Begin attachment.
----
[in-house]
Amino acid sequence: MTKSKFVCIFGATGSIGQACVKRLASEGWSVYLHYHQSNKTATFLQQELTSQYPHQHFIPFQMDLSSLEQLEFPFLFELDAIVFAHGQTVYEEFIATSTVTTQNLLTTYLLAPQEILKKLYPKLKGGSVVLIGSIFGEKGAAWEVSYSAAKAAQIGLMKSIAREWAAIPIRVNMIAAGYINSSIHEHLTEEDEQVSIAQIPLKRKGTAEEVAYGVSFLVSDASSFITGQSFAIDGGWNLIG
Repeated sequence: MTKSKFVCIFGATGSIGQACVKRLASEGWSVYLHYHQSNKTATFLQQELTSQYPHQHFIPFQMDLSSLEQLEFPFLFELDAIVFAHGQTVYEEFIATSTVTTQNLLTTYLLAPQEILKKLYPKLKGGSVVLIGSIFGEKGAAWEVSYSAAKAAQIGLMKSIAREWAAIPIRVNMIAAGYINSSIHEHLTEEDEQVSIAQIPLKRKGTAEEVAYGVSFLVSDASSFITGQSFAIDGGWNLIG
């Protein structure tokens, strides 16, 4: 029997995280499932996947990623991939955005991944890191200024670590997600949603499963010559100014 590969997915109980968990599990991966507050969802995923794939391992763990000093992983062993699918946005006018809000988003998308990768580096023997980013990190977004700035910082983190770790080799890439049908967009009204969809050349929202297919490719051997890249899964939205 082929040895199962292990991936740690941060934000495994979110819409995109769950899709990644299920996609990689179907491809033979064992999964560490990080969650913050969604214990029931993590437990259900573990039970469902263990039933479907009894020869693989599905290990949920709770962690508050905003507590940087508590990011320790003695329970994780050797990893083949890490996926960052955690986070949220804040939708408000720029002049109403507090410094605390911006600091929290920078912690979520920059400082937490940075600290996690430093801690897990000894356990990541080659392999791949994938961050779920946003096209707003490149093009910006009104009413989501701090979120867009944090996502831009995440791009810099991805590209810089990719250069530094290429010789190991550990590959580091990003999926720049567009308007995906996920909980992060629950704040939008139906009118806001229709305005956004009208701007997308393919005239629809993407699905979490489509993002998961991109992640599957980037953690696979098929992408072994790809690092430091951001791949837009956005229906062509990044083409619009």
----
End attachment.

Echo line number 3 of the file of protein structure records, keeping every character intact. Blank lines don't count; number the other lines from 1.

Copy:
Repeated sequence: MTKSKFVCIFGATGSIGQACVKRLASEGWSVYLHYHQSNKTATFLQQELTSQYPHQHFIPFQMDLSSLEQLEFPFLFELDAIVFAHGQTVYEEFIATSTVTTQNLLTTYLLAPQEILKKLYPKLKGGSVVLIGSIFGEKGAAWEVSYSAAKAAQIGLMKSIAREWAAIPIRVNMIAAGYINSSIHEHLTEEDEQVSIAQIPLKRKGTAEEVAYGVSFLVSDASSFITGQSFAIDGGWNLIG